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The Uses of Maritime History in and For the Navy

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Journal article

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There is an ever-present human tendency to think that all that went before is irrelevant and useless, especially in an era of transformation and change. Navies are particularly susceptible to this tendency since, in contrast to officers in other branches of service, naval officers, by and large, have tended to ignore the value of and advantages to be found in historical insight. This negative attitude toward history within the Navy has its roots in the prevailing naval culture it is shared widely among navies that have developed within the Anglo-American tradition. A dispassionate look at the patterns and process of innovation in the past, however, reminds us that such tendencies are to be determinedly guarded against. Maritime history is a central part of an understanding of the heritage and tradition of navies, but its value lies in more than heritage alone. Knowing what actually happened in the past is central to understanding the nature and character of naval power. It assists in knowing the limits to the usefulness of naval power as well as in understanding where we are today in the development and progression of the art of naval warfare. As every navigator understands, it is critical to know where we are and what external forces affected us on the way there if we are to lay the best course toward where we want to be. These judgments have once again been reaffirmed in the most recent study of the uses of history by, for, and in the American navy. In 2000 on the recommendation of the Secretary of the Navys Advisory Subcommittee on Naval History, Secretary Richard Danzig commissioned an independent evaluation of the Navys historical programs. This report, completed in October 2000, concluded that the U.S. Navy has failed to use the rich historical information available to it in order to manage or apply effectively those resources for internal or external purposes.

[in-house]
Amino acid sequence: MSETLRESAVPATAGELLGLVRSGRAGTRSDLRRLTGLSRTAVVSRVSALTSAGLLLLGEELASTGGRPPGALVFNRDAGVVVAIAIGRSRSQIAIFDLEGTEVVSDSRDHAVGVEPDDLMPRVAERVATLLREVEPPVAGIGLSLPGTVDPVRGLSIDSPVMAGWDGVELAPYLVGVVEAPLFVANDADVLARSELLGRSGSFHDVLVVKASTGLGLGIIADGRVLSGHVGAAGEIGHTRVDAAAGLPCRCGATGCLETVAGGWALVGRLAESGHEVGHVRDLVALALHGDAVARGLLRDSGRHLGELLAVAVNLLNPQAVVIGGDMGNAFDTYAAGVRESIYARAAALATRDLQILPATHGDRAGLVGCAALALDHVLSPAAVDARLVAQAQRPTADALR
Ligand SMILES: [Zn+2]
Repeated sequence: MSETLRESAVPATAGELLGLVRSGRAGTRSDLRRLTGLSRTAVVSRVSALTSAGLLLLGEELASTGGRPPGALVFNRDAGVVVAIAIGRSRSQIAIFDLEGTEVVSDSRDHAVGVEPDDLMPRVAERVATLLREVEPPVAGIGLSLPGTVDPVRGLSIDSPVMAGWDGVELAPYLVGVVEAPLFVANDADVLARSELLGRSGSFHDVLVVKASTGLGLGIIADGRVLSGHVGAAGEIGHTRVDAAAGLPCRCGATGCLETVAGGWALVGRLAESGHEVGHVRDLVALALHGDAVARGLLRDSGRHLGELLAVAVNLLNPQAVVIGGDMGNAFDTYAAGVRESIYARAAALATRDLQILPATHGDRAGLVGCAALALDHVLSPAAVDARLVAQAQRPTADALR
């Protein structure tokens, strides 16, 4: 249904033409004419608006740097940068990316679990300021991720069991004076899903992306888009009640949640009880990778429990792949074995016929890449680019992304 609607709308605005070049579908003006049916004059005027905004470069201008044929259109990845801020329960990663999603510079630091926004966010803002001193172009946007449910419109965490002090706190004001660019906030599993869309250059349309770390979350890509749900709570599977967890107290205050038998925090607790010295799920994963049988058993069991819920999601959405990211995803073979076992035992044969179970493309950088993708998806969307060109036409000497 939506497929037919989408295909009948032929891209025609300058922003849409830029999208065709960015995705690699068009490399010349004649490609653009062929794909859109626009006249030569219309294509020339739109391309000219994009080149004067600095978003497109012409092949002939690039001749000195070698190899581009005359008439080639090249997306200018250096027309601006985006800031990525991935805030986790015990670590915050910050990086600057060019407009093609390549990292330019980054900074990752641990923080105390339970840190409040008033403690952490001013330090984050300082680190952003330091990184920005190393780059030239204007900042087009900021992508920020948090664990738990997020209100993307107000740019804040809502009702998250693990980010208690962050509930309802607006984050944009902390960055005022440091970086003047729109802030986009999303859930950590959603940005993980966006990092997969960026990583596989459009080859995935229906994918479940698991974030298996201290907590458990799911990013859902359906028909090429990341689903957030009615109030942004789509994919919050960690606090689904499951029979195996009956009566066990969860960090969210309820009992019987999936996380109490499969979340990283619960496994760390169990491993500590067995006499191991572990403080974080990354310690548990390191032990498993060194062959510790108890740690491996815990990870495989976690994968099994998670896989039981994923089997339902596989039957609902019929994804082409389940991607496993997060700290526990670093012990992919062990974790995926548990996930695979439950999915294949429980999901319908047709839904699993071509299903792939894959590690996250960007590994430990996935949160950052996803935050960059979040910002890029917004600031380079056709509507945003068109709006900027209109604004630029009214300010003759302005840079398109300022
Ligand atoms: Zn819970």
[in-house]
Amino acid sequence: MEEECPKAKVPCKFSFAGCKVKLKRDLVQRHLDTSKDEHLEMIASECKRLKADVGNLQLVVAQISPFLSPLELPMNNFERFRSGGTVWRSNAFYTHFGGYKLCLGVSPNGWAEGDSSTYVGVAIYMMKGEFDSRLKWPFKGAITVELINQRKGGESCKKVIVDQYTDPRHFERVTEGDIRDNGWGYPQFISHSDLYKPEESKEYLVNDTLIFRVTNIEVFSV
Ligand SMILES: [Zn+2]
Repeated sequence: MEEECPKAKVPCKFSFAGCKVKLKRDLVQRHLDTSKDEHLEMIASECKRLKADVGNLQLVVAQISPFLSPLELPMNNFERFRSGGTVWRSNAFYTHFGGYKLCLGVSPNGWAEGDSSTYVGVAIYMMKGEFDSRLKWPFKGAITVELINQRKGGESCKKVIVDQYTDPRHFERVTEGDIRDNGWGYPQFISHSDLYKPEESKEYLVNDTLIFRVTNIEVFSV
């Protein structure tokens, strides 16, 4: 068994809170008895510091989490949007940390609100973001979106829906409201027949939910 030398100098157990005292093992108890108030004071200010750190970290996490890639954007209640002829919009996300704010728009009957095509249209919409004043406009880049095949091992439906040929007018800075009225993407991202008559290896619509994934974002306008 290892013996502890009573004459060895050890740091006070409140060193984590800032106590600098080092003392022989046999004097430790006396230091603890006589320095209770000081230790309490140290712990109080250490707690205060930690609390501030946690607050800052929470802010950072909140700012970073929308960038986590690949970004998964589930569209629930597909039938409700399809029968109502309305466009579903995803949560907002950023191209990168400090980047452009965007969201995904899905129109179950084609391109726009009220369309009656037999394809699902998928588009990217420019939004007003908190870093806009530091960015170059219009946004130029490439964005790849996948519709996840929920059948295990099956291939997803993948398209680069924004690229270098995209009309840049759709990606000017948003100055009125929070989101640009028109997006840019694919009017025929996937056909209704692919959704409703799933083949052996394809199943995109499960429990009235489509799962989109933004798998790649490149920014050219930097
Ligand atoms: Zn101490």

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  • Humanities and History
  • Military Forces and Organizations

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